Kiwanis Club of LC sharing the warmth

Published 8:16 am Tuesday, October 5, 2021

With Southwest Louisiana families spending more time in their houses during the pandemic, now is the perfect time to clean out closets and make sure coats that aren’t being used find a new home.

For the 33rd year, the Kiwanis Club of Lake Charles will host their Coats for Kids drive to keep the community warm this winter. Jackets, sweaters and raincoats are all accepted during the drive, which begins Oct. 24.

“The coat drive originally started in banks, then it expanded into schools and now we’ve branched out to businesses that really have a lot of traffic and want to have a box,” organizer Jim Meyer said. “We take all sizes of coats and we take coats for everyone, not just kids anymore.”

Harris said once the coats are collected from schools and businesses, they will be transported for cleaning to Kiwanis partner Runte Cleaners.

“For the past 31 years, AAA Cleaners has partnered with us for this drive, but they were really destroyed during the hurricanes so Sam Ayaz with Runte Cleaners stepped up to serve this year,” Meyer said. “It’s just been tremendous.”

Meyer said the group was unable to host the drive last year due to the one-two punch of multiple weather events and COVID-19 restrictions, but they are excited to bring it back.

“I think we might have lower donations this year because so many people had their houses wiped out, but I think the need is going to be greater this year,” he said.

Meyer, who beams as he speaks of the coat drive, said one can’t help but smile when they’re part of something so beneficial to the community.

“It’s a great project because it enables us to do things that are helpful for the community and individuals and we feel good about it,” he said. “We’re doing good things, while also having fun.”

A Kiwanis member for 15 years, Meyer joined the Kiwanis Club of Lake Charles the day after his retirement.

“I retired on a Friday, then joined Kiwanis the next day,” he said. “I was working in industry and really focused on the job and my family and now I have the time to be more connected. Plus, this group is a really fun group. If we’re not having fun, something is wrong.”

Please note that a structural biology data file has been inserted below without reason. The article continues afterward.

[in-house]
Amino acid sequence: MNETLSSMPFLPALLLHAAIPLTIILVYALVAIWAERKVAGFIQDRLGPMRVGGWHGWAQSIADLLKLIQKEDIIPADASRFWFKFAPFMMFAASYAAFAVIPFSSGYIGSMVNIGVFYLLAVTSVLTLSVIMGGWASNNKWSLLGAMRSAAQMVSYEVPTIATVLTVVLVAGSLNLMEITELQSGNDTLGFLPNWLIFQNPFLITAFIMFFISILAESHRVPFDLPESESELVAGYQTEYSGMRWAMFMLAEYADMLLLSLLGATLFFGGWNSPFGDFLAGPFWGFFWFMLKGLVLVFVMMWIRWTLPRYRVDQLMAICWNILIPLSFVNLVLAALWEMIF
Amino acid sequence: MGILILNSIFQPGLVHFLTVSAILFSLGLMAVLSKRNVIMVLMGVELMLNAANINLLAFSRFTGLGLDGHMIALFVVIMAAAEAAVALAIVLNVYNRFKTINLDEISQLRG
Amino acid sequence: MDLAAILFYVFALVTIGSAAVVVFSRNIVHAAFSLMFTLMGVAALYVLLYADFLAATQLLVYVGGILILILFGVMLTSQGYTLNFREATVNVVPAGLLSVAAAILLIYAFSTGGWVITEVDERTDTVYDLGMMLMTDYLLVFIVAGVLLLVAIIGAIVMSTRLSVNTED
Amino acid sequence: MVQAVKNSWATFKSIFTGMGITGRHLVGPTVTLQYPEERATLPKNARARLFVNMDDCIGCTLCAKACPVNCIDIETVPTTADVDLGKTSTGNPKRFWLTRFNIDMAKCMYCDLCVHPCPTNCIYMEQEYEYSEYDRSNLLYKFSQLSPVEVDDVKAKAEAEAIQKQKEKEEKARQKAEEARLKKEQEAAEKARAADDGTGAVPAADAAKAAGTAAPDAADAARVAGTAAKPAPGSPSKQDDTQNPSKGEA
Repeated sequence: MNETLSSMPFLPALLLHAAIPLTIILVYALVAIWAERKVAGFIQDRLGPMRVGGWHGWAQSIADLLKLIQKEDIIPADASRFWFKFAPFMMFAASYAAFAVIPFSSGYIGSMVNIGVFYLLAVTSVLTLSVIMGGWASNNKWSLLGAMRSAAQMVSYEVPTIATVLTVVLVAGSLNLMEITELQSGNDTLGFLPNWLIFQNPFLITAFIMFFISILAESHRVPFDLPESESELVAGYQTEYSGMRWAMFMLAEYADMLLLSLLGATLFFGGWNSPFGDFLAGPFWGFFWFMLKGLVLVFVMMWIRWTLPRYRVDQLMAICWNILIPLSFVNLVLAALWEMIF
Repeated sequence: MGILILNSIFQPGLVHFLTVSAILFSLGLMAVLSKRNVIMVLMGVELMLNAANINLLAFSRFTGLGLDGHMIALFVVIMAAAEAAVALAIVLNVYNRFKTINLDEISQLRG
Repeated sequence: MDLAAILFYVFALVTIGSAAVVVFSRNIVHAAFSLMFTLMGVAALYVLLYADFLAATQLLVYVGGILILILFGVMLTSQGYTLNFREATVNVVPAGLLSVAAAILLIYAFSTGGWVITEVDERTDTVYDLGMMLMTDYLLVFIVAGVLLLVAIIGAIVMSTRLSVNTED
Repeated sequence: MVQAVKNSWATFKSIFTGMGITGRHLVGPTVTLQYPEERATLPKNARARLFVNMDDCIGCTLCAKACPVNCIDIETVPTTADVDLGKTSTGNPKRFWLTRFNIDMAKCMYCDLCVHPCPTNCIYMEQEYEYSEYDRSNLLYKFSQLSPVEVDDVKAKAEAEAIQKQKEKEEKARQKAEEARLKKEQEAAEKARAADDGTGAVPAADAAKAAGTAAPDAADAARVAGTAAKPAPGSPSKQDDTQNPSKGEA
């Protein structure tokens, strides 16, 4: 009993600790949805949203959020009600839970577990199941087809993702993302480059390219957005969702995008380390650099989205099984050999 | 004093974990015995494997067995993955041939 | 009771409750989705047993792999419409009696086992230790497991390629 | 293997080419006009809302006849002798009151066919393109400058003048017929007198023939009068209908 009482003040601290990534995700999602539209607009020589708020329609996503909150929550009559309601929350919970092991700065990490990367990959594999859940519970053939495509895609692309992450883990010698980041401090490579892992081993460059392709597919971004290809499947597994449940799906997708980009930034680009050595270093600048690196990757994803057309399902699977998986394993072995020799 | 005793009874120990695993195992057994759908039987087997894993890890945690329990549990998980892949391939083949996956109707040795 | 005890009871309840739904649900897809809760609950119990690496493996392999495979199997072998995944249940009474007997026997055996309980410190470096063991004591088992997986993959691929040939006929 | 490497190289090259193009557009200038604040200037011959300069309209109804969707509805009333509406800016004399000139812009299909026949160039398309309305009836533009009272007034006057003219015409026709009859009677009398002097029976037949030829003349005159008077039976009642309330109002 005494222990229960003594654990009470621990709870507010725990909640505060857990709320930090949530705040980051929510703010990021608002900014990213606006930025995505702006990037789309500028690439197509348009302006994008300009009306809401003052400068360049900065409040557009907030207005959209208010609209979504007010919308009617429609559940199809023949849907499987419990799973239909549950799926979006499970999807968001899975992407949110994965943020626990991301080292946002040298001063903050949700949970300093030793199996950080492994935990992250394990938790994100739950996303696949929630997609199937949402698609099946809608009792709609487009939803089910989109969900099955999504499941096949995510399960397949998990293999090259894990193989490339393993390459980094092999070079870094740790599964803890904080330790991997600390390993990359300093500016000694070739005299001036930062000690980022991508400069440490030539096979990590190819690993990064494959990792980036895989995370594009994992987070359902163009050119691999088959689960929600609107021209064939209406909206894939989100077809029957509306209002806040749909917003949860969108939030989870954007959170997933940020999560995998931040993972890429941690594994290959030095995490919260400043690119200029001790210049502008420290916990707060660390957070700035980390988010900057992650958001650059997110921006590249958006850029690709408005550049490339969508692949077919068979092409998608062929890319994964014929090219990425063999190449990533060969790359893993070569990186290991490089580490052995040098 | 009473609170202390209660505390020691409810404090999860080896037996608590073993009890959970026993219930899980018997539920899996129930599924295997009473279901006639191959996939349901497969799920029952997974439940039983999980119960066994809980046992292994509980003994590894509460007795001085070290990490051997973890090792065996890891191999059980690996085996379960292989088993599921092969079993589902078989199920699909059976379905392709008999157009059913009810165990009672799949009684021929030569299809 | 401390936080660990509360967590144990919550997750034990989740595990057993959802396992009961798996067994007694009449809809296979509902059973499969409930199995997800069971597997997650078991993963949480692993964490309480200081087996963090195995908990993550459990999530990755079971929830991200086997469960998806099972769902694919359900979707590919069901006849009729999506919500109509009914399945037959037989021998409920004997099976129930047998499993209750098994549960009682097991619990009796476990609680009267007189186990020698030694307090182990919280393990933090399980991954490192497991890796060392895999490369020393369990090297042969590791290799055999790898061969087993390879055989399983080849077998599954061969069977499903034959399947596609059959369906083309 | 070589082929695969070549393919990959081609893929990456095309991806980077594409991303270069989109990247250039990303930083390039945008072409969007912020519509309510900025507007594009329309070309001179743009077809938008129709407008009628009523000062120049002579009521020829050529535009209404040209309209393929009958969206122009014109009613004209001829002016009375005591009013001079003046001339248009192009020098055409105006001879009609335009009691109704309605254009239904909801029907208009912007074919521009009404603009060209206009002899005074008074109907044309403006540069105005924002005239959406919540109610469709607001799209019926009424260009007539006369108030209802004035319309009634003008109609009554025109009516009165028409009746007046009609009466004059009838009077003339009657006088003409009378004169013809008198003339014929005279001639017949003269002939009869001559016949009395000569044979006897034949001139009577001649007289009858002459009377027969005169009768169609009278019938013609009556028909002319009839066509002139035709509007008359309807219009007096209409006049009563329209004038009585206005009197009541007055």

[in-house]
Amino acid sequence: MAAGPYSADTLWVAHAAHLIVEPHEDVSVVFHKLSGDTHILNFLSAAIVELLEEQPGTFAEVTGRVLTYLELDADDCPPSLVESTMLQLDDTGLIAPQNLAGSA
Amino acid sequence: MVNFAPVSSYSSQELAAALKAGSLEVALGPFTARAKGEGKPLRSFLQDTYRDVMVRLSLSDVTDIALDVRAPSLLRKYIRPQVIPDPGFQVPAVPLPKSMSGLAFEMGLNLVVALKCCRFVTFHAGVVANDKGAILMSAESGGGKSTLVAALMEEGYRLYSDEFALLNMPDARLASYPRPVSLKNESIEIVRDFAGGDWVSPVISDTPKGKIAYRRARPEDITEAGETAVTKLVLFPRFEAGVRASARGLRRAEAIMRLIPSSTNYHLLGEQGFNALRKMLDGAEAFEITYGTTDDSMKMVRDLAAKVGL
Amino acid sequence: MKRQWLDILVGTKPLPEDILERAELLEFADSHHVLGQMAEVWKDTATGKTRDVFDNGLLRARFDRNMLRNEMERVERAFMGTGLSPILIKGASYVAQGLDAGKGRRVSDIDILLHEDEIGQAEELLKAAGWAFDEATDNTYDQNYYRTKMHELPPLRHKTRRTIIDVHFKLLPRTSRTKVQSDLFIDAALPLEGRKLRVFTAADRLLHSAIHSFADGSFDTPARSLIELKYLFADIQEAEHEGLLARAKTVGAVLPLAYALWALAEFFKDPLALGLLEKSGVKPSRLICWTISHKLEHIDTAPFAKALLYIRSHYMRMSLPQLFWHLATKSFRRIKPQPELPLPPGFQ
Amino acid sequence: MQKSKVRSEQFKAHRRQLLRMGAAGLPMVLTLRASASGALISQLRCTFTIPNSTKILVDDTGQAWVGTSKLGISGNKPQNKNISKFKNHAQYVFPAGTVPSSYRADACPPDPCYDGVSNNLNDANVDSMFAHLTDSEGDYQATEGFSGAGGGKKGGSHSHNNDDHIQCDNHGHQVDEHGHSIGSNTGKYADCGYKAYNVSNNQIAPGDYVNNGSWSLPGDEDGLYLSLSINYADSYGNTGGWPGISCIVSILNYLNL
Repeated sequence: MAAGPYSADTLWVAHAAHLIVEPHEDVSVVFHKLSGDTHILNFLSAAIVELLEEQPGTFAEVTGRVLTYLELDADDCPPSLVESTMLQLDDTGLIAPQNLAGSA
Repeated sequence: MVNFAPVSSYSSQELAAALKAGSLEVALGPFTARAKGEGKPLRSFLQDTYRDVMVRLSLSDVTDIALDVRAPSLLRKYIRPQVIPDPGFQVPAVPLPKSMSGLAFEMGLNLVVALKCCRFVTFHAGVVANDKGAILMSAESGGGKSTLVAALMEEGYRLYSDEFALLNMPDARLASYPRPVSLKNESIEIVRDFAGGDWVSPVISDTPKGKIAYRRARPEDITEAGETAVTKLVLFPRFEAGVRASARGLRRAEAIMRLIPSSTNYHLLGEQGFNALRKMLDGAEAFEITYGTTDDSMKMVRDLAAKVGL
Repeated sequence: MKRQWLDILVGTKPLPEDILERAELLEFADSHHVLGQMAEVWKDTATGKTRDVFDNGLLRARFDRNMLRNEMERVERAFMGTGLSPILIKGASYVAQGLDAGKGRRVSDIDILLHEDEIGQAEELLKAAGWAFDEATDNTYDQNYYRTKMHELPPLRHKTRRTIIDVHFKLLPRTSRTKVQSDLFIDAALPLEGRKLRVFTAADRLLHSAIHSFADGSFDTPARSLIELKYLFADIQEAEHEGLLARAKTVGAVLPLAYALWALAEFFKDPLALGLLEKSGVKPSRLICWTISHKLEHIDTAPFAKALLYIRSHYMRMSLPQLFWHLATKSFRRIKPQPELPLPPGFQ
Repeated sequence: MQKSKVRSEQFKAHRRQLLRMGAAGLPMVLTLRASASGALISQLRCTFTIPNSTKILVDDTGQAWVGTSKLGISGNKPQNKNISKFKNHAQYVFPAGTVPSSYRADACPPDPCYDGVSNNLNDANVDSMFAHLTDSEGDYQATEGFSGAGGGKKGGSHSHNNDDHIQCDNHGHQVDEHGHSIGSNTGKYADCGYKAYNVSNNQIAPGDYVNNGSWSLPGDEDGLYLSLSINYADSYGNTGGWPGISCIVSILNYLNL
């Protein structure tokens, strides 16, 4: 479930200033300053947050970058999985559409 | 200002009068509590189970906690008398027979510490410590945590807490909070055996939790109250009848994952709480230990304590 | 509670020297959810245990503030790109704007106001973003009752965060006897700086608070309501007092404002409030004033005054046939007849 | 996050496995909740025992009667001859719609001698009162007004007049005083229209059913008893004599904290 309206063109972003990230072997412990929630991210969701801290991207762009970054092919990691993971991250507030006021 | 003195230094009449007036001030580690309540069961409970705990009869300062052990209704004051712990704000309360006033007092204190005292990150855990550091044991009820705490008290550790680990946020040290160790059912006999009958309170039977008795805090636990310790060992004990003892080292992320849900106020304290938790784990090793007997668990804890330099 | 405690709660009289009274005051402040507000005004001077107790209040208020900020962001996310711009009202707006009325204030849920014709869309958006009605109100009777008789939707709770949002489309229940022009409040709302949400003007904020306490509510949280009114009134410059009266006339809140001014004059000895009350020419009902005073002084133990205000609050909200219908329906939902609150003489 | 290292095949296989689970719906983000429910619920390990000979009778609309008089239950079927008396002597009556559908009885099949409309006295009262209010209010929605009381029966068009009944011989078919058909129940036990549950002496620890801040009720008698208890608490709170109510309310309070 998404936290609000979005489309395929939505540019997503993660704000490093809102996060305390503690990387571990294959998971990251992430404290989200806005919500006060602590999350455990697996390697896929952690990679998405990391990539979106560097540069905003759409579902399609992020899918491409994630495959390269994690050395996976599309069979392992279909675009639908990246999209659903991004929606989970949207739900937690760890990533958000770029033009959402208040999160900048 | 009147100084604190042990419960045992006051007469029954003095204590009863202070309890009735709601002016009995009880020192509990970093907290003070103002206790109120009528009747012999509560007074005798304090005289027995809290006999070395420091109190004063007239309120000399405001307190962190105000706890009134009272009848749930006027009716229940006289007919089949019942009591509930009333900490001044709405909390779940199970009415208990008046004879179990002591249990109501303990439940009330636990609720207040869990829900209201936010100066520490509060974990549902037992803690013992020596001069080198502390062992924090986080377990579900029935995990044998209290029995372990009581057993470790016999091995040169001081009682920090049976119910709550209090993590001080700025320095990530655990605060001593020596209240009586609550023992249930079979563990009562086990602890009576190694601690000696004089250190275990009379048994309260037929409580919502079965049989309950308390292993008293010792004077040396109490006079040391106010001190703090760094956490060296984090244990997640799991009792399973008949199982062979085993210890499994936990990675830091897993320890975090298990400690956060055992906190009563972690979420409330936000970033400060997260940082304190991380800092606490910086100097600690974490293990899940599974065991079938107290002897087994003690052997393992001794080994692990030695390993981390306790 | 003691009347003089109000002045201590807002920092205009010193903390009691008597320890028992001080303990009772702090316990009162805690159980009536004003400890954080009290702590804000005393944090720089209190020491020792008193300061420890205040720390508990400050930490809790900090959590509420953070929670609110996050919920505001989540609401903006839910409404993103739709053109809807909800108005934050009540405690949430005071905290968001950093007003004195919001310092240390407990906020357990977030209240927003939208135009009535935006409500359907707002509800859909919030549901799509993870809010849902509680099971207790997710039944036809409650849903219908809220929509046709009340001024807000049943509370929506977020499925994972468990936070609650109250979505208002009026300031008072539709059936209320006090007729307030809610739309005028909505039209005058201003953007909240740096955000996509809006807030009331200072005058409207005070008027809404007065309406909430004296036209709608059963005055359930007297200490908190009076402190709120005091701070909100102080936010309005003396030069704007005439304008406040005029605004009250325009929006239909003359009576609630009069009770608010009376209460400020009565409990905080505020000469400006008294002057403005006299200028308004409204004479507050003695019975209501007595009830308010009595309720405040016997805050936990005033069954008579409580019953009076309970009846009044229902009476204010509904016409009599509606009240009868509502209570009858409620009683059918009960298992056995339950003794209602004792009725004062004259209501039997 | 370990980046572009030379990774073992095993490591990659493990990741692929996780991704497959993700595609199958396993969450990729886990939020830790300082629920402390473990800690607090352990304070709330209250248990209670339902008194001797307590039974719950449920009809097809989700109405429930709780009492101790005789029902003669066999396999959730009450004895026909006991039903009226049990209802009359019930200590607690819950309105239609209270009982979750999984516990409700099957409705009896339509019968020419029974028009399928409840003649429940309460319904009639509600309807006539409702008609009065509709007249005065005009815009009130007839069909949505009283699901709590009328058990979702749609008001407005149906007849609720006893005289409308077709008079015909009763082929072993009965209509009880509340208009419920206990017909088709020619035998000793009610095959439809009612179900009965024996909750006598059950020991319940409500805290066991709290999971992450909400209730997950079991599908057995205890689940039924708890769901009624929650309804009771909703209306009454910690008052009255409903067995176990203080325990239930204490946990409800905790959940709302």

The club collected more than 1,900 coats and raised $15,000 for local charities at their 2019 event.

“Our 2021 goal is to bounce back and match our record performance in 2019,” he said. “It’s our first year back, though, so if we only get three-quarters of that we’ll still be excited.”

The Coats for Kids Spooktacular will also return to add an extra dimension to the coat drive.

Set for 5-9 p.m. Oct. 29 at Crying Eagle Brewing Company, attendees of the free, family-friendly event who bring a coat upon entering will receive a glass, drink token and raffle ticket.

“We are grateful to partner for five years on the Spooktacular project with Eric, Fran and Larry Avery, the owners of Crying Eagle,” Meyer said. “They’ve been so supportive over the years. If you haven’t been out there recently, they’ve really built up their outside area during the pandemic and they have a stage now and a bistro. It’s a great place.”

Live music, a silent auction, firemen coat relay race and craft stations for children are planned. The money raised from the auction as well as donations from sponsors will be split between Potters House, ETC Harbour House, The Lord’s Place, Boys Village, Oasis Women’s Shelter, CPSB McKinney-Vento for Homeless Children, Abraham’s Tent, Care Help of Sulphur, DeWanna’s Closet and CARC. The charities were chosen because of their services to underprivileged and special needs children and adults.

The coat drives continues through Nov. 19.

Any remaining coats left over after the needs of local school children are met will also be distributed to these agencies.

Meyer said Kiwanis are volunteers dedicated to improving the world one child and one community at a time.

“Events like this are important because they help firm up the connections in the community between the people who have resources to help and the people who need help,” Meyer said. “We’re the facilitators for this grand connection. Everyone needs coats — at least for a few weeks here in Louisiana.”